Published on Brock University (http://brocku.ca)
Faculty of Humanities
Alison Innes recieved her master’s of arts degree in Classics.
She is a creative and innovative thinker who has reached into the past to explore ancient Greek attitudes towards female healers. And with her deep commitment to this area of study Alison has reached out to share her knowledge with research communities here at Brock and in other parts of the world.
Alison’s conference and workshop presentations have captured the interest of scholars around the world. They regard her work as contributing to a larger discussion about how female stereotypes may restrict the role of women within society and about the importance of female agency in vibrant societies.
Alison balanced a demanding research program with her greater involvement in the graduate student community, namely her work as a Teaching Assistant and her tireless commitment in serving for two years, including as Vice President Communications, on the Graduate Students’ Association.
And she has managed to do all of this while dealing with a disability that limits her energy from day to day.
“My experiences challenged me, stretched me and forced me to grow as a person,” says Alison. She adds: “What we invest in the graduate student experience determines what we get out of it as individuals. And while we may never see the end result of our investments, I believe that we can be confident that they do make a difference in our own lives and the lives of others.”
Highlighting her contributions in the classroom, Professor Roberto Nickel says Alison showed a remarkable ability to mentor her own undergraduate students, as well as new TA colleagues, who looked to her for advice and guidance. Her pedagogical innovation and leadership in the classroom was recognized in 2011 with the Graduate Teaching Assistant Award.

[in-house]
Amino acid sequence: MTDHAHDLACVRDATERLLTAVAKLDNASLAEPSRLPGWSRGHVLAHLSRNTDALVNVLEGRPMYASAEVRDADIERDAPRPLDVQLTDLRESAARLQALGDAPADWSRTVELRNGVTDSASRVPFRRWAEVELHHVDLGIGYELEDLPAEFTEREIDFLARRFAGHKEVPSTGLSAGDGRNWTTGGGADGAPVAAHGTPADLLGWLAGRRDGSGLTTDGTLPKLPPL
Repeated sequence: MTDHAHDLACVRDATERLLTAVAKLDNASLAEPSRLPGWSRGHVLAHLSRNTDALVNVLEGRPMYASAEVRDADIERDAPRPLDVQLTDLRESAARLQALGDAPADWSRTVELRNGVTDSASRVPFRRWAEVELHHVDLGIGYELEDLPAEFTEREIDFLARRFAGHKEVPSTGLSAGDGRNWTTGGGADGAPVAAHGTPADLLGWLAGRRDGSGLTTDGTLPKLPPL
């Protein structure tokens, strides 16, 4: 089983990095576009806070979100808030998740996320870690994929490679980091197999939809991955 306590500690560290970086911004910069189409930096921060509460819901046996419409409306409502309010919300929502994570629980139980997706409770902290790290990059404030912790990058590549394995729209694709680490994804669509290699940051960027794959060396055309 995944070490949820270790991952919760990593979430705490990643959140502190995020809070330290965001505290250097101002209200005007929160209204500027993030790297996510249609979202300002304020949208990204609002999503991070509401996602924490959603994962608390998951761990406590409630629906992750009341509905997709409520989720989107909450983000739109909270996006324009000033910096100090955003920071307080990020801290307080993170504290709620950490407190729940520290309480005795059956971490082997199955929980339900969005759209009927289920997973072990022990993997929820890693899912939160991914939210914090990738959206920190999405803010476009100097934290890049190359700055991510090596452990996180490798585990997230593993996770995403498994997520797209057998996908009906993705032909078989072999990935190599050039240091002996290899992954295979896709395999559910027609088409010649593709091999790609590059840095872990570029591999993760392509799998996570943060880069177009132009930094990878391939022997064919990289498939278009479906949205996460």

Alison had a very rewarding experience serving on the GSA, first as a program representative for the Classics department and then taking on greater responsibilities as Vice-President Communications. Her many accomplishments include:
• advocating on behalf of graduate students with disabilities. In doing so, she helped to steer the GSA toward establishing an Equity and Advocacy Committee to help meet students’ need.
• raising awareness of the mounting concerns about mental health issues within the graduate student community. Alison opened the conversation by courageously telling her own story of suffering from depression in an article published in Brock’s student newspaper in February 2011. Later that year she organized a highly successful workshop about mental health issues that was held as part of the annual Mapping the New Knowledges graduate student research conference.
• initiating new GSA events, specifically the very successful Coffee Connection. These drop in events provided a chance for students to share experiences and offer support for the more challenging phases of graduate studies. Alison also made sure all graduate students could participate in Coffee Connection events by holding them at other Brock campuses.
Alison’s hope in all of her time at Brock was to make the graduate community stronger. As she says, “ it is when we come together, supporting each other and carrying each other along, that we are able to carve out a path for ourselves, as individuals and as a community.”